• Biking, running or hiking carriage roads – Why fight for a parking space during a busy weekend at the popular Eagle Lake carriage road entrance, when you can take the Island Explorer Bicycle Express? If you’re staying at any of the hotels or motels on ME 3 near the College of the Atlantic, you can use the Duck Brook Connector to access the carriage road around Witch Hole Pond, which Runner’s World has included in its list of “10 Can’t-Miss Running Adventures.” You need to walk your bike on the connector, which is a little hilly and rocky in spots, but it makes for a nice hike or trail run. The connector trailhead is next to Acadia Inn, and kitty corner from Atlantic Oceanside, the host hotel for the Mount Desert Island Marathon.
    • Taking the Bar Harbor-Winter Harbor ferry to Schoodic – This is just one of 3 bus and boat excursions available during the peak season, as described on the Island Explorer Web site. You can even bring your bike on these trips, allowing you to explore Schoodic, Swans Island and the Cranberry Isles on two wheels. While the Island Explorer portion of the trips is fare-free, you’ll have to pay for the boat, and there may be an extra charge for bringing your bike on the boat.
schoodic head trail

Campers at the new Schoodic Woods campground will be able to hike outside their tent to this view on the Schoodic Head Trail, west to Cadillac and the rest of Mount Desert Island.

    • Hiking outside your tent in Blackwoods or the new Schoodic Woods campground – There’s long been a connector trail from Blackwoods to the Cadillac South Ridge Trail, but last year’s addition of the Quarry and Otter Cove Trails now means you can hike outside your tent to Otter Cove, Gorham Mountain, Thunder Hole or Sand Beach. The privately owned but park-run Schoodic Woods campground, opening Sept. 1 and available this year on a first-come, first-served, basis, will have a trail linking you to Schoodic Head, the prominent peak within the only section of the park on the mainland. The campground, adjacent to the park, will also have bike paths linking to the one-way Schoodic Park Loop Road.
Trying to push Bubble Rock in Acadia National Park a popular activity

Our nieces were glad to have the option of riding the Island Explorer after the exertion of trying to push Bubble Rock.

  • Creating a unique trip with the Island Explorer bus – Maybe you want to hike up South Bubble to Bubble Rock, descend to Jordan Pond, and have popovers at the Jordan Pond House, before catching the Island Explorer back to the start, as we did with our nieces one day? Or maybe you want to do a long one-way hike of the full length of Cadillac’s ridge, from north to south, and take the Island Explorer back to town? There’s no end to the ways you can use the Island Explorer to create a special trip. The Island Explorer Web site even has a page entitled “One-Way Hikes for the Serious Hiker.”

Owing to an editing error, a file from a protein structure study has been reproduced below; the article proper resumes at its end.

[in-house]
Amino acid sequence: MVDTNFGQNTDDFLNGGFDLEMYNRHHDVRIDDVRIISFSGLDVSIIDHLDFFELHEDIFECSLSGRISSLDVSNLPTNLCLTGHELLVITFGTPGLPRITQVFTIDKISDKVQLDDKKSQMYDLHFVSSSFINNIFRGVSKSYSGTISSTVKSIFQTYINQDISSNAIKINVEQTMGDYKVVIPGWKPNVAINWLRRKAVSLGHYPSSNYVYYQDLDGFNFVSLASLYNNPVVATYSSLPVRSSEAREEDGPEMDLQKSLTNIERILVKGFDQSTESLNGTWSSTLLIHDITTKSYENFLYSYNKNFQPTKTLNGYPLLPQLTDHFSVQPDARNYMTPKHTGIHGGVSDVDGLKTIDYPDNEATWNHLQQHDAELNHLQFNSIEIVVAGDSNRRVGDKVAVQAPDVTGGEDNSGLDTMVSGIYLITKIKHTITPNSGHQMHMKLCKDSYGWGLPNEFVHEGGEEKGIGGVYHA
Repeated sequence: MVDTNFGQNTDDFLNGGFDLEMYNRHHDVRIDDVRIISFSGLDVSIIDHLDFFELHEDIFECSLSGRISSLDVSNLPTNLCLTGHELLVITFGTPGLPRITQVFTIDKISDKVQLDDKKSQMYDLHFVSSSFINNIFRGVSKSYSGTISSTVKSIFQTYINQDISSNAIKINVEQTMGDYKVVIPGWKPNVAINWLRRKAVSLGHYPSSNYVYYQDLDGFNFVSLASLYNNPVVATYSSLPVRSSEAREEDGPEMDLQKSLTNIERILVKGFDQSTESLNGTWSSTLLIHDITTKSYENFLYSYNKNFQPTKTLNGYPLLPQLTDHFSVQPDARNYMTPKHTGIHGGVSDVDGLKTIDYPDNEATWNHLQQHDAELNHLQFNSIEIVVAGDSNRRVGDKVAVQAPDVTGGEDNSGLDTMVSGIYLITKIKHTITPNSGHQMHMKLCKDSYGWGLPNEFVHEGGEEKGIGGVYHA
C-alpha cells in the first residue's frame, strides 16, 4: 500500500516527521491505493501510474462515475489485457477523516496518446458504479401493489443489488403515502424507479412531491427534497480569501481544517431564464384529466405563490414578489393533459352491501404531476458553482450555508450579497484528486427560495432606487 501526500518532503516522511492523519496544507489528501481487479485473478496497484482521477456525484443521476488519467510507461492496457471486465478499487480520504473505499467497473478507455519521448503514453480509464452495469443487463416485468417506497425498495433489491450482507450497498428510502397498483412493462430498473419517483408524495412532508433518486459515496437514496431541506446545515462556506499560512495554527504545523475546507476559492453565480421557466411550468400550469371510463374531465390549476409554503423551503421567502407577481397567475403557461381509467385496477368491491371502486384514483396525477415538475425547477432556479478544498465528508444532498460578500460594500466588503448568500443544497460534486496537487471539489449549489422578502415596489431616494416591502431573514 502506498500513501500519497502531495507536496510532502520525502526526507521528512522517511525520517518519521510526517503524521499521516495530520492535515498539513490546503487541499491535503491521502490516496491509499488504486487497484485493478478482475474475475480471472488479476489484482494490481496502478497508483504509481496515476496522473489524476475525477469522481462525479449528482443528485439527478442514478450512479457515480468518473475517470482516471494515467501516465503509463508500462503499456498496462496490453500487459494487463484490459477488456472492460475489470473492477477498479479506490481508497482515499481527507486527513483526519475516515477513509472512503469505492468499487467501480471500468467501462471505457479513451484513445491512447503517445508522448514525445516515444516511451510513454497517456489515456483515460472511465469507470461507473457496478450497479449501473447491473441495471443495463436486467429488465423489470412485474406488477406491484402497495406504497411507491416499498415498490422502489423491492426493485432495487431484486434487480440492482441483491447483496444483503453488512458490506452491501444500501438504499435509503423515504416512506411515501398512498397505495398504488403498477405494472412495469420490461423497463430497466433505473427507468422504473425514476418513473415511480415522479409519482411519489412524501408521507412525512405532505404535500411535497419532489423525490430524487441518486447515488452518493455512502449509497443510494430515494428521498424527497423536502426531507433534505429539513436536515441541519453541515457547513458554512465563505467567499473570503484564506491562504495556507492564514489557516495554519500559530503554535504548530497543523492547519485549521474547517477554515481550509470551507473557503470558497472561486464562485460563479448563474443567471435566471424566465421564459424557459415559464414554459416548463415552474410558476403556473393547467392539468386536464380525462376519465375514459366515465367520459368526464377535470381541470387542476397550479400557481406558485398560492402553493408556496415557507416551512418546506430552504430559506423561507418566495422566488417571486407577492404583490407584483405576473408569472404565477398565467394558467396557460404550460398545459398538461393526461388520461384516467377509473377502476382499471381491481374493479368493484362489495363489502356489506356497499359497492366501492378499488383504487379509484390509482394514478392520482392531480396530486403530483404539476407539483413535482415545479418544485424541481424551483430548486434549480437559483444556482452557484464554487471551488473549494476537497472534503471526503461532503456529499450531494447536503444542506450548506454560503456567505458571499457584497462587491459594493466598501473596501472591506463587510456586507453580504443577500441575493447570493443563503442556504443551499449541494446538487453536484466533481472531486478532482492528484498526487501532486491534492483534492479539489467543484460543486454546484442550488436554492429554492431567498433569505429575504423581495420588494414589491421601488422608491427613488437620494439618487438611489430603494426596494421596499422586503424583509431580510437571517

• Visiting Acadia in winter – Much of the 27-mile Park Loop Road, including the 3.5-mile Cadillac Mountain Road, is closed to cars December through mid-April. If it’s a mild winter with little snow and ice (unlike this past winter), bikers, hikers and runners can have a field day. Otherwise, pull out the MICROspikes(R) (see note in sidebar about Amazon.com links in this blog), snowshoes or cross-country skis.

What’s your favorite car-free experience in Acadia? Let us know!

9 thoughts on “To be footloose and fancy-free, car-free and carefree in Acadia

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  5. Gail Melhado

    We have the book – thanks. We are here until Labor Day and two of us would
    Like to hire a guide to go with us. We are good hikers but want someone
    to show us the trails. Any ideas?

    Reply
    1. Acadia on my mind Post author

      Oh you meant a person as a guide, not a book as a guide! There are a couple of Registered Maine Guides who have been helpful on some of our blog posts, primarily relating to birdwatching. You can ask them if they can guide you on hikes in the Southwest Harbor area. We haven’t gone on hikes with them, so not sure if this is within their area of service or not. Doesn’t hurt for you to ask! Not recommending one over another, but here are links to each Bar Harbor-based guide’s info, in alphabetical order:

      http://www.downeastnaturetours.com/michaelgood.htm

      http://www.thenaturalhistorycenter.com/who_we_are/rich_macdonald.html

      Reply
    1. Acadia on my mind Post author

      Hi Gail, thanks for the question. Our big book, Hiking Acadia National Park, includes nearly all 155 miles of trails in Acadia, including those in Southwest Harbor. The easier trails like Flying Mountain in Southwest Harbor, are also in our Best Easy Day Hikes, Acadia National Park, a handy pocket guide. Or you could go to the Acadia Chamber of Commerce Web site, which represents Southwest Harbor and Tremont, and get their PDF for hiking on the Quietside: http://acadiachamber.com/TrailMap.pdf

      Happy trails!

      Reply